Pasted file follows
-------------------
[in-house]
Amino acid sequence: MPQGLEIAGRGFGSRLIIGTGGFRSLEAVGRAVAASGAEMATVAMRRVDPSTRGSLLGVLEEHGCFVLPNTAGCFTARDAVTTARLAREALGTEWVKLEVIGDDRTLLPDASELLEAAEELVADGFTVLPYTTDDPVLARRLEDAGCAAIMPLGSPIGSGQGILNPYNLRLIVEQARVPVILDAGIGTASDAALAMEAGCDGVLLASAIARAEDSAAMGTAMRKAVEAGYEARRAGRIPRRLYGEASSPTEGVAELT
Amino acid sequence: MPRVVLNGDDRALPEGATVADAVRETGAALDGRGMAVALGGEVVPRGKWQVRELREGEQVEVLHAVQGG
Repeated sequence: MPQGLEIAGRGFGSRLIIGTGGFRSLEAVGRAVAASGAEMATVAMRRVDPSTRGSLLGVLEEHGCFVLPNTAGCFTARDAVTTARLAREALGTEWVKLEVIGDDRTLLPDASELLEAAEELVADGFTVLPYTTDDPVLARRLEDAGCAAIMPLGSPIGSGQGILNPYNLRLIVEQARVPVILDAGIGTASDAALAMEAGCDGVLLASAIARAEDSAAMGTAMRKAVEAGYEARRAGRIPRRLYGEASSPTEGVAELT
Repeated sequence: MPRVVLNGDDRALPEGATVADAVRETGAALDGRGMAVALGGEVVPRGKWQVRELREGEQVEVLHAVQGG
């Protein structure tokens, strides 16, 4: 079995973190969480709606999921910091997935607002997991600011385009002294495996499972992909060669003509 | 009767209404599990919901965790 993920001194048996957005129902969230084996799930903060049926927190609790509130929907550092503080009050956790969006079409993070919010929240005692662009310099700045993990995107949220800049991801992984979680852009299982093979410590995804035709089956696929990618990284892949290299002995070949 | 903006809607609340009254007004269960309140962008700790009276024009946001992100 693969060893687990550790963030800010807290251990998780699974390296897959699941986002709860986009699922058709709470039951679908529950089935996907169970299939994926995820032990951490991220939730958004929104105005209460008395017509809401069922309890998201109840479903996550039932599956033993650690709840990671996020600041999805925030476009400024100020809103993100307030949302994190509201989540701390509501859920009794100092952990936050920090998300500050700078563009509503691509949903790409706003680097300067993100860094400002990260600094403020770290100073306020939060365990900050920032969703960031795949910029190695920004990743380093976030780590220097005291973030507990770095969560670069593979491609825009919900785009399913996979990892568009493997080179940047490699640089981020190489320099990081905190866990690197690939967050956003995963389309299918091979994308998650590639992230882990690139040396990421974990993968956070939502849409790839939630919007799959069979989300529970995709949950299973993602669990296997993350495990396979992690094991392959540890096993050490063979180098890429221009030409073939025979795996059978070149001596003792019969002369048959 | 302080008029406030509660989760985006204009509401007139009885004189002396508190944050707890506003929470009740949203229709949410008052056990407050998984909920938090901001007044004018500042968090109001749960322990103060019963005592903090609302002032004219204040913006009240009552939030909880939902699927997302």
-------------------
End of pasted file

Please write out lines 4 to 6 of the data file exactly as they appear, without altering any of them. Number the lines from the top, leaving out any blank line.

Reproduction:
Repeated sequence: MPQGLEIAGRGFGSRLIIGTGGFRSLEAVGRAVAASGAEMATVAMRRVDPSTRGSLLGVLEEHGCFVLPNTAGCFTARDAVTTARLAREALGTEWVKLEVIGDDRTLLPDASELLEAAEELVADGFTVLPYTTDDPVLARRLEDAGCAAIMPLGSPIGSGQGILNPYNLRLIVEQARVPVILDAGIGTASDAALAMEAGCDGVLLASAIARAEDSAAMGTAMRKAVEAGYEARRAGRIPRRLYGEASSPTEGVAELT
Repeated sequence: MPRVVLNGDDRALPEGATVADAVRETGAALDGRGMAVALGGEVVPRGKWQVRELREGEQVEVLHAVQGG
């Protein structure tokens, strides 16, 4: 079995973190969480709606999921910091997935607002997991600011385009002294495996499972992909060669003509 | 009767209404599990919901965790 993920001194048996957005129902969230084996799930903060049926927190609790509130929907550092503080009050956790969006079409993070919010929240005692662009310099700045993990995107949220800049991801992984979680852009299982093979410590995804035709089956696929990618990284892949290299002995070949 | 903006809607609340009254007004269960309140962008700790009276024009946001992100 693969060893687990550790963030800010807290251990998780699974390296897959699941986002709860986009699922058709709470039951679908529950089935996907169970299939994926995820032990951490991220939730958004929104105005209460008395017509809401069922309890998201109840479903996550039932599956033993650690709840990671996020600041999805925030476009400024100020809103993100307030949302994190509201989540701390509501859920009794100092952990936050920090998300500050700078563009509503691509949903790409706003680097300067993100860094400002990260600094403020770290100073306020939060365990900050920032969703960031795949910029190695920004990743380093976030780590220097005291973030507990770095969560670069593979491609825009919900785009399913996979990892568009493997080179940047490699640089981020190489320099990081905190866990690197690939967050956003995963389309299918091979994308998650590639992230882990690139040396990421974990993968956070939502849409790839939630919007799959069979989300529970995709949950299973993602669990296997993350495990396979992690094991392959540890096993050490063979180098890429221009030409073939025979795996059978070149001596003792019969002369048959 | 302080008029406030509660989760985006204009509401007139009885004189002396508190944050707890506003929470009740949203229709949410008052056990407050998984909920938090901001007044004018500042968090109001749960322990103060019963005592903090609302002032004219204040913006009240009552939030909880939902699927997302």